Musings from a Seattle personal chef
Archive for August, 2008
Restaurant reviewing enthralls me; I envision feasting night after night on tantalizing comestibles, paid with someone else’s dime, at tony bistros tucked into quaint pockets of the city. Most likely the reality, while certainly not mundane, is far less glamorous. (And call me shallow, I’m sure I would quickly tire of the inevitable weight gain).
Reviewing is a tricky business; your goal is to help the general public decide if they’ll enjoy the experience, but you’re also dealing with someone’s livelihood. Good reviews can catapult a restaurant into the “hot spot” realm, while a bad review can signal its demise. I ask myself, do I want that responsibility?
Restaurant reviews have proliferated thanks to blogging, yet the medium introduces another point of contention — is the review fair and balanced? While traditional reviewers will visit a restaurant a minimum of two times before writing it up (and will never review it within the first few weeks of opening, unless it’s for a “first looks” write-up), many bloggers base their opinions on merely one visit (I’m guilty). Not only is this practice unfair to the establishment, it’s a disservice to the readers.
Ethics aside, the craft of restaurant reviewing is much harder than it appears. Describing the halibut as “delicious” offers little insight; you want your reader to feel they were dining with you. Better to say, “the halibut — marinated in a zesty soy-chile marinade and flash-seared on the grill — was a perfect balance of crispy, golden brown exterior and melt-in-your-mouth interior.” (Although I’m sure an editor would call out “melt-in-your mouth” as cliché).
You need to be an expert at noticing the details. What’s the atmosphere like? Was the waitstaff attentive? Is parking accessible? Are children welcomed or shunned? Are prices in line with the value? Now imagine encapsulating this into a 300-word review. Believe me, it ain’t easy. (Of course, if you’re writing for your own blog, you have much more leeway).
Helloooo? Anyone home? Boy, things sure are dusty in here.
So, um, yeah. It’s been a while. I’d be surprised if anyone stops by any more (heck, even my sister bailed months ago). I have at least one good excuse — I’ve run another marathon since last we spoke (shaved 52 minutes off my best time, thankyouverymuch) — but I can’t chalk it all up to that.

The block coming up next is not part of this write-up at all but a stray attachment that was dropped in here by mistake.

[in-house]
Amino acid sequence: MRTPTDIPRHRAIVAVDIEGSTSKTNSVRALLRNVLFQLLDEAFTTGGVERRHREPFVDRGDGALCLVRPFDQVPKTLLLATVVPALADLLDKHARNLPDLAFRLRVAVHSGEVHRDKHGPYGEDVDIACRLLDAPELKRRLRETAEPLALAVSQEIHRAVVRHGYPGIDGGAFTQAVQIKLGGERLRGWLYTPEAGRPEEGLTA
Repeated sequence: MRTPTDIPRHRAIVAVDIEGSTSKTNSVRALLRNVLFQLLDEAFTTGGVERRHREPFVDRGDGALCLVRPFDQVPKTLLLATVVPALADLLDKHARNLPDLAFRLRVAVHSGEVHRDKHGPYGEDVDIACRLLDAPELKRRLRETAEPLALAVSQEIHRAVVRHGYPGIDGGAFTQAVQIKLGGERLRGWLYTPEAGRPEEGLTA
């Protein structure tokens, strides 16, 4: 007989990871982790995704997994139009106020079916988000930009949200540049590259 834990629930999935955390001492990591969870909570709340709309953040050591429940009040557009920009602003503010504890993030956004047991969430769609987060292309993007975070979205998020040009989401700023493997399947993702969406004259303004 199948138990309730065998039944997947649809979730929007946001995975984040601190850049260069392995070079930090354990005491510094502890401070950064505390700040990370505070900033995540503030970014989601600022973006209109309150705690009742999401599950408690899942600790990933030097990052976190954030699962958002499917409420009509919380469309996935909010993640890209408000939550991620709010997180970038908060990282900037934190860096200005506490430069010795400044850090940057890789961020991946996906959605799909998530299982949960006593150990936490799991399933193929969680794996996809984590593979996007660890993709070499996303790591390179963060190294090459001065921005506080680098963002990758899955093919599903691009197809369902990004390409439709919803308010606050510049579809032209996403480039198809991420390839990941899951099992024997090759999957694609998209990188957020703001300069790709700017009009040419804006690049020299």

I wouldn’t say it’s a matter of writer’s block; I’ve composed a slew of posts in my mind. Nor have I succumbed to culinary mediocrity (okay, perhaps on occasion). Despite limited time and energy, we’ve eaten well. I’ve perfected a recipe for zesty, moist turkey burgers; concocted a nourishing post-run recovery drink incorporating frozen fruit and vanilla soy milk; tested the quality of “cheater” aioli over the real deal (both were delectable); whipped up not one, but two rhubarb pies (one baked, one fresh); hatched my own version of “A Man, A Can, a Plan” (“A woMan, A Few Cans, Not Much of a Plan,” if you will) and in what could be hailed as the ultimate blasphemy for this New England-bred gal, prepared a MANHATTAN clam chowder that’s irresistible (sorry Mom; I’ll turn in my Yankee card forthwith).
No, the real culprit is epistolary lethargy. I just haven’t had it in me.
I’ve had no problem posting on Eat Drink Run Woman (I’ve penned more than 30 posts since March 26), yet when it comes to food blogging, my readers deserve more. There’s an inherent intimidation in food writing; if you can’t measure up to the quality that currently exists, why bother?
Yet for me it goes deeper. What do I have to say that hasn’t been said before? How can I best illustrate my post to make it interesting? Take all those factors in mind and you’re looking at 3-4 hours a day at a minimum before anything is published. With my running musings, I can crank out a pithy entry in less than an hour.